“Collin County is one of the fastest-growing counties in the country,” Shelton advises. “The population growth is tremendous, and with that, hand-in-hand, is the corporate growth.”

Indeed, the corporate stars are big and bright deep in the heart of McKinney. Two years ago, Raytheon opened a 200,000-square-foot Advanced Integration and Manufacturing Center facility within its existing Space and Airborne Systems headquarters. The defense conglomerate was already McKinney’s largest employer with 3,000+ workers, and the new intelligent manufacturing facility created 500 more jobs.

Cirrus Aircraft broke ground this spring on a $13 million, 45,000-square-foot complex at TKI that will include two hangars, eight shade canopies and flight simulators; 50 employees work at its McKinney flight training and maintenance facility. Farther south, JP Morgan/Chase and Liberty Mutual recently opened separate complexes in Plano, each spanning more than 1 million square feet. Frito-Lay and J.C. Penney are also based in Plano, as is Toyota’s North American headquarters, which relocated from California in 2017.

To the west in Frisco is the corporate base of Conifer Health Solutions, a nationwide medical care management firm. Frisco is also home to the $1.5 billion practice facility and self-proclaimed “world headquarters” of the NFL Dallas Cowboys.

Although he won’t name other names, Carley says the Fortune 500 is well represented at TKI. “On any given day, you might see a Cirrus SR22 parked next to a Gulfstream G550,” he says. “Our base customers are the biggest corporations in manufacturing, insurance, construction, microchips…you name it.”

Even before its recent improvements, TKI met the expectations of well-heeled clients for years and recently ranked in the Top 10 of the 2023 Aviation International News FBO survey. “Now we’re finally at the point where the facility mimics the (level of) service that we’ve offered,” Carley remarks.

The posh new McKinney Air Center, designed by Dallas-based CaCo Architecture, features regional limestone and wood-clad ceilings. The firm’s other aviation projects include the Terminal 2W renovation at Dallas Fort Worth International Airport (DFW) and the new Southwest Airlines cargo, provisioning and ground service equipment compound at Dallas Love Field (DAL).

TKI has 30 employees, more than 400,000 square feet of hangar space and a healthy $15 million annual operating budget. Shelton notes that the only other nearby FBOs, located in the town of Addison, are at an airport that is landlocked and lacks space to build more amenities. This makes TKI the only game in town for additional corporate clientele—and perhaps someday for an entirely different pool of aviation customers.

Two’s Company, Three’s a Crowd (for Now)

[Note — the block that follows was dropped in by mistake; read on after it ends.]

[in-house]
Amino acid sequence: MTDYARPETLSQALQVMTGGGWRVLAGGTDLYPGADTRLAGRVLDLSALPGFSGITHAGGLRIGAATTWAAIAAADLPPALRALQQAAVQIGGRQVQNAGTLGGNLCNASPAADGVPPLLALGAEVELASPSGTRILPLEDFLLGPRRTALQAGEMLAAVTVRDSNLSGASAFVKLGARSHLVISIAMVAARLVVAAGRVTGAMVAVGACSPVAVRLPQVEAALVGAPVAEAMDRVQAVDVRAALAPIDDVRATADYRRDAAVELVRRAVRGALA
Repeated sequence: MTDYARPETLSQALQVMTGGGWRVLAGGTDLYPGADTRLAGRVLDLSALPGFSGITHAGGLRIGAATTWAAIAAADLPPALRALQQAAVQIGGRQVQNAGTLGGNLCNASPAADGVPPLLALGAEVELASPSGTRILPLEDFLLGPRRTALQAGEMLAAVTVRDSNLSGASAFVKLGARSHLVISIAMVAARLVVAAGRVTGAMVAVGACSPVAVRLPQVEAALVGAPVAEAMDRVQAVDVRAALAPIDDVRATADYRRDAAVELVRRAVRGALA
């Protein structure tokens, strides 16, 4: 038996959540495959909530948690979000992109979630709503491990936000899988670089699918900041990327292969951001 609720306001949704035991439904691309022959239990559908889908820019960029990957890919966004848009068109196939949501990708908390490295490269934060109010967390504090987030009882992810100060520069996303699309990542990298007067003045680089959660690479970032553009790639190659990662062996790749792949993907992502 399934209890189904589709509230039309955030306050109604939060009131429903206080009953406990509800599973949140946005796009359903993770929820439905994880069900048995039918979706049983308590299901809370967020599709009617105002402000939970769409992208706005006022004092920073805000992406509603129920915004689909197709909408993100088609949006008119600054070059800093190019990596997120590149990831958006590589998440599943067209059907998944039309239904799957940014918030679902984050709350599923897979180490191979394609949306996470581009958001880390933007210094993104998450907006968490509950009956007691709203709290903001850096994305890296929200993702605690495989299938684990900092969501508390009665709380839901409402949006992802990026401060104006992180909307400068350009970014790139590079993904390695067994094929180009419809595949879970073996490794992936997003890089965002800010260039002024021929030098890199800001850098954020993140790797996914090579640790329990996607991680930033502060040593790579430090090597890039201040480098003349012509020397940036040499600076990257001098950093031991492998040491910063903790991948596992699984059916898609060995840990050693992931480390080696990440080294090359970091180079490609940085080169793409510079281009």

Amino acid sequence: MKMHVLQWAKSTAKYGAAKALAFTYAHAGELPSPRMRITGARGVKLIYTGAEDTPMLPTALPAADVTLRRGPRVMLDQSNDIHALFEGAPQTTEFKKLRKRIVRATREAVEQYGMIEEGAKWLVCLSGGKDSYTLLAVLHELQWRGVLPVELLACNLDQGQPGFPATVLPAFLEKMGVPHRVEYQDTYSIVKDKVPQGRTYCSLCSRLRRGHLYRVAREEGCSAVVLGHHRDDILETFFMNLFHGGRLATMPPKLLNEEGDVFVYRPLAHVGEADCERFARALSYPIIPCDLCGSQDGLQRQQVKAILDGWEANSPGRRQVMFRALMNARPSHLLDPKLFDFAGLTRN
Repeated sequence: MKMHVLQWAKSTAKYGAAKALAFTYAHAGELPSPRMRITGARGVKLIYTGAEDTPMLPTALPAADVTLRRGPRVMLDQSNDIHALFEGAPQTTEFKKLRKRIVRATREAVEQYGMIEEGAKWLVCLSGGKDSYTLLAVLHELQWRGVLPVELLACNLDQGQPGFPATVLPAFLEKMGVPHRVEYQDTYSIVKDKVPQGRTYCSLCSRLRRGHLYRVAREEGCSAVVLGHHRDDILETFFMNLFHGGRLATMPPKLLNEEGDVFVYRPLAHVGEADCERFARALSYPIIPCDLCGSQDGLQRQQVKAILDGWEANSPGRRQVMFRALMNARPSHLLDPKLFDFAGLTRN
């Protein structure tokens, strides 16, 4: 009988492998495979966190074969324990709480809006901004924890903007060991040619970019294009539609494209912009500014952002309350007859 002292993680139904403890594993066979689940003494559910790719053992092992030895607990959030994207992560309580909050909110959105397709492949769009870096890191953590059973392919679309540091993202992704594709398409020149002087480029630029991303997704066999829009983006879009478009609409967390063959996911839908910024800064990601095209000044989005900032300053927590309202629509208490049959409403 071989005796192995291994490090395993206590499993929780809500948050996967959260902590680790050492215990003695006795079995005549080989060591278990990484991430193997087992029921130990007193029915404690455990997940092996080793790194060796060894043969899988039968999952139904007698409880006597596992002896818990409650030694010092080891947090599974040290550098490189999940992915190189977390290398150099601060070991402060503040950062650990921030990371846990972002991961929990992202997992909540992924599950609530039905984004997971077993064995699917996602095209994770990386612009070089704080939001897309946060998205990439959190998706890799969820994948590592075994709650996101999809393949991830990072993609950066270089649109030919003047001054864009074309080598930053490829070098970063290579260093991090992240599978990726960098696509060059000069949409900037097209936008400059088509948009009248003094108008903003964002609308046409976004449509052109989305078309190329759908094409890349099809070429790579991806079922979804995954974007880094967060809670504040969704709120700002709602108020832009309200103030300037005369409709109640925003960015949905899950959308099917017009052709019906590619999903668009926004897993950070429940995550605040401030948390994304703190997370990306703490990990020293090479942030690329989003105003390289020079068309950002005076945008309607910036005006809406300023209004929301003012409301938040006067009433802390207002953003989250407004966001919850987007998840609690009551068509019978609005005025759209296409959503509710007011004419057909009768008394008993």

The Dallas Metroplex already has the world’s second-busiest commercial airport in DFW, the primary hub for American Airlines, and also enjoys robust domestic service downtown at DAL, where Southwest Airlines was born and continues to call home. Both are an hour drive from McKinney, however, and many believe Collin County’s rapid growth could eventually lead to commercial service at TKI.

In fact, Carley reports that multiple air carriers have made unsolicited inquiries about the prospect of such an opportunity. A study by InterVISTAS Consulting released last year projects that commercial service would bring more than 3,200 new jobs and $850 million in yearly economic output to the region once TKI reaches 533,000 annual enplanements.

In an attempt to develop a commercial terminal at TKI, McKinney’s City Council placed a $200 million bond package on the ballot this May. Had it been approved, the city-backed debt would have covered two-thirds of the cost of a 144,000-square-foot facility on the east side of the airfield. Plans called for four gates initially, with room to add a dozen more.

More federal, state and local funds would be needed to break ground on a $300 million terminal to complement DFW and DAL. Also discussed were an on-airport fire station, a fuel farm with two 30,000-gallon tanks and a new parallel taxiway that would push the commercial terminal’s cost to nearly $350 million—and that doesn’t include the Texas Department of Transportation’s proposed off-airport highway spur to be built just south of TKI.

Despite a potential economic windfall from construction activity and expanded airport services, the ballot measure failed. Nearly 60% of Collin County voters rejected the bond issuance, effectively grounding TKI’s commercial terminal in the near future.

“We’re now working with city council on what options we would have to move forward, whether it’s other financing or a partnership deal,” Shelton says. “Because of the growth in the county and the region, and McKinney being positioned where it is, I think [commercial airline service] is bound to happen if the options presented prove to be favorable.”

Carley remains undeterred. “We may look at a smaller plan to prove the concept, getting an airline in here by building just what we need for Day One,” he explains. “I don’t think the prospect of commercial service here is dead at all.”

Until that changes, TKI will continue incentivizing general aviation customers away from nearby airfields by promising fewer delays, superior infrastructure and service geared specifically for private aircraft. Another 40,000-square-foot hangar is in design, and a new U.S. Customs and Border Protection facility will soon be built, Carley says.

Before the city took over the FBO, it was only 60% occupied and TKI received subsidies of up to $800,000 a year from the city’s general fund. Today, the airport is fully leased, pays its own way and needs more leasable space to meet customer demand.

A 2018 study commissioned by the state of Texas indicated that TKI had an annual economic impact of $213 million, and Carley is confident that figure underrepresents the airport’s true value today. He estimates there are at least 100 more on-airport jobs compared to five years ago and cites tens of millions of dollars in capital investments.

Carley credits McKinney’s elected leaders for continuing to support TKI—major construction delays and all. “We’re blessed with a city council that understands the return on investment,” he says. “They’re very bullish on the airport and understand what they’re getting…They’re not shy, and it’s paid off.”